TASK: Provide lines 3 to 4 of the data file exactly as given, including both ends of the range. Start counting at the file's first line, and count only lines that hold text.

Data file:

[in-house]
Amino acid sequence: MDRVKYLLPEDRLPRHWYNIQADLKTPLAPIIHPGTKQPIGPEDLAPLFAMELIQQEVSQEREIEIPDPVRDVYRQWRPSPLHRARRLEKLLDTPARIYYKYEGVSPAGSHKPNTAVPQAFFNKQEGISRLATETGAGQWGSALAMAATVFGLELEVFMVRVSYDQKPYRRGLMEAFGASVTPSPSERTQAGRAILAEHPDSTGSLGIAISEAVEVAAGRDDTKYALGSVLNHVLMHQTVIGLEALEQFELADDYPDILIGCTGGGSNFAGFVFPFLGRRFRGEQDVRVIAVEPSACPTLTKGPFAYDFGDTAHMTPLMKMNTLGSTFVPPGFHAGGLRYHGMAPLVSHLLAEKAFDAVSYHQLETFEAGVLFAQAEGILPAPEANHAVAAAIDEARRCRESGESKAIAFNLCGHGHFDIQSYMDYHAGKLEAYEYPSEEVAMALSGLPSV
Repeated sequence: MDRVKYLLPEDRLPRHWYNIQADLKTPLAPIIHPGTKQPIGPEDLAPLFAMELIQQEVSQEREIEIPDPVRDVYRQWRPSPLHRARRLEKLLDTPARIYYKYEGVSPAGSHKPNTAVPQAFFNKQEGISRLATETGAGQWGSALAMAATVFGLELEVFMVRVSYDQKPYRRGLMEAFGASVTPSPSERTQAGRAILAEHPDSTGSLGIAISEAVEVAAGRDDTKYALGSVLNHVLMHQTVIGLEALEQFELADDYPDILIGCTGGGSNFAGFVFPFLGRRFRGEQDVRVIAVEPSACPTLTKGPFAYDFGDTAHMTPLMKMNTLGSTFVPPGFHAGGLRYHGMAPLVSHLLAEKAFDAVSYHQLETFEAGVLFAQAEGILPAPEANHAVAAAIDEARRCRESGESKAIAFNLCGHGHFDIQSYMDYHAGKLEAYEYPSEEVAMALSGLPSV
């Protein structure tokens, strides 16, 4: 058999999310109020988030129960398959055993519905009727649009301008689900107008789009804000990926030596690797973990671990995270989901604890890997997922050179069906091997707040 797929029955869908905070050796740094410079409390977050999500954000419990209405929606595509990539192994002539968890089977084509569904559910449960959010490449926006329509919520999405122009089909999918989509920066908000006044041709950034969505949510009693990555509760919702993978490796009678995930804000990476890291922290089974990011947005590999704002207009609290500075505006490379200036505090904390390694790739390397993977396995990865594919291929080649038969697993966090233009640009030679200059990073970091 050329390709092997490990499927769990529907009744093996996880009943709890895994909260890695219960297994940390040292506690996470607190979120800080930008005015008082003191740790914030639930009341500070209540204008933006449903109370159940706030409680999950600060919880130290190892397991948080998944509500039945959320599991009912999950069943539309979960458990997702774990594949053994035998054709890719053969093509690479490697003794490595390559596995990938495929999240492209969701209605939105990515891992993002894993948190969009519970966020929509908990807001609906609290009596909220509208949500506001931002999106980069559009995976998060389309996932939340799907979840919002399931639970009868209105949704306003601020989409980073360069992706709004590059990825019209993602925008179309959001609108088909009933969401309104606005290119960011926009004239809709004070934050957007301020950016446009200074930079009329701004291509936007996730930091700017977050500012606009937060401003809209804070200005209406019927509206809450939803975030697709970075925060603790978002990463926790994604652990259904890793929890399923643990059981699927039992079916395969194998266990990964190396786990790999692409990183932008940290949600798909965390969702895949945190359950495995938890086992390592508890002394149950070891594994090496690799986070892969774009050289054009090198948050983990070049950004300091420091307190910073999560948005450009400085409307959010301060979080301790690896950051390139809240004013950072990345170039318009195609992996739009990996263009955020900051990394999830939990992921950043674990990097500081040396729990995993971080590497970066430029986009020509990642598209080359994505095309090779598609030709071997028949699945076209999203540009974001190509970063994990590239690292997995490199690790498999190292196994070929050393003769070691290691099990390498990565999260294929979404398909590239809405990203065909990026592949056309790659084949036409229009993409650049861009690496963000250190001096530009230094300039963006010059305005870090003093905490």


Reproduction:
Repeated sequence: MDRVKYLLPEDRLPRHWYNIQADLKTPLAPIIHPGTKQPIGPEDLAPLFAMELIQQEVSQEREIEIPDPVRDVYRQWRPSPLHRARRLEKLLDTPARIYYKYEGVSPAGSHKPNTAVPQAFFNKQEGISRLATETGAGQWGSALAMAATVFGLELEVFMVRVSYDQKPYRRGLMEAFGASVTPSPSERTQAGRAILAEHPDSTGSLGIAISEAVEVAAGRDDTKYALGSVLNHVLMHQTVIGLEALEQFELADDYPDILIGCTGGGSNFAGFVFPFLGRRFRGEQDVRVIAVEPSACPTLTKGPFAYDFGDTAHMTPLMKMNTLGSTFVPPGFHAGGLRYHGMAPLVSHLLAEKAFDAVSYHQLETFEAGVLFAQAEGILPAPEANHAVAAAIDEARRCRESGESKAIAFNLCGHGHFDIQSYMDYHAGKLEAYEYPSEEVAMALSGLPSV
């Protein structure tokens, strides 16, 4: 058999999310109020988030129960398959055993519905009727649009301008689900107008789009804000990926030596690797973990671990995270989901604890890997997922050179069906091997707040 797929029955869908905070050796740094410079409390977050999500954000419990209405929606595509990539192994002539968890089977084509569904559910449960959010490449926006329509919520999405122009089909999918989509920066908000006044041709950034969505949510009693990555509760919702993978490796009678995930804000990476890291922290089974990011947005590999704002207009609290500075505006490379200036505090904390390694790739390397993977396995990865594919291929080649038969697993966090233009640009030679200059990073970091 050329390709092997490990499927769990529907009744093996996880009943709890895994909260890695219960297994940390040292506690996470607190979120800080930008005015008082003191740790914030639930009341500070209540204008933006449903109370159940706030409680999950600060919880130290190892397991948080998944509500039945959320599991009912999950069943539309979960458990997702774990594949053994035998054709890719053969093509690479490697003794490595390559596995990938495929999240492209969701209605939105990515891992993002894993948190969009519970966020929509908990807001609906609290009596909220509208949500506001931002999106980069559009995976998060389309996932939340799907979840919002399931639970009868209105949704306003601020989409980073360069992706709004590059990825019209993602925008179309959001609108088909009933969401309104606005290119960011926009004239809709004070934050957007301020950016446009200074930079009329701004291509936007996730930091700017977050500012606009937060401003809209804070200005209406019927509206809450939803975030697709970075925060603790978002990463926790994604652990259904890793929890399923643990059981699927039992079916395969194998266990990964190396786990790999692409990183932008940290949600798909965390969702895949945190359950495995938890086992390592508890002394149950070891594994090496690799986070892969774009050289054009090198948050983990070049950004300091420091307190910073999560948005450009400085409307959010301060979080301790690896950051390139809240004013950072990345170039318009195609992996739009990996263009955020900051990394999830939990992921950043674990990097500081040396729990995993971080590497970066430029986009020509990642598209080359994505095309090779598609030709071997028949699945076209999203540009974001190509970063994990590239690292997995490199690790498999190292196994070929050393003769070691290691099990390498990565999260294929979404398909590239809405990203065909990026592949056309790659084949036409229009993409650049861009690496963000250190001096530009230094300039963006010059305005870090003093905490």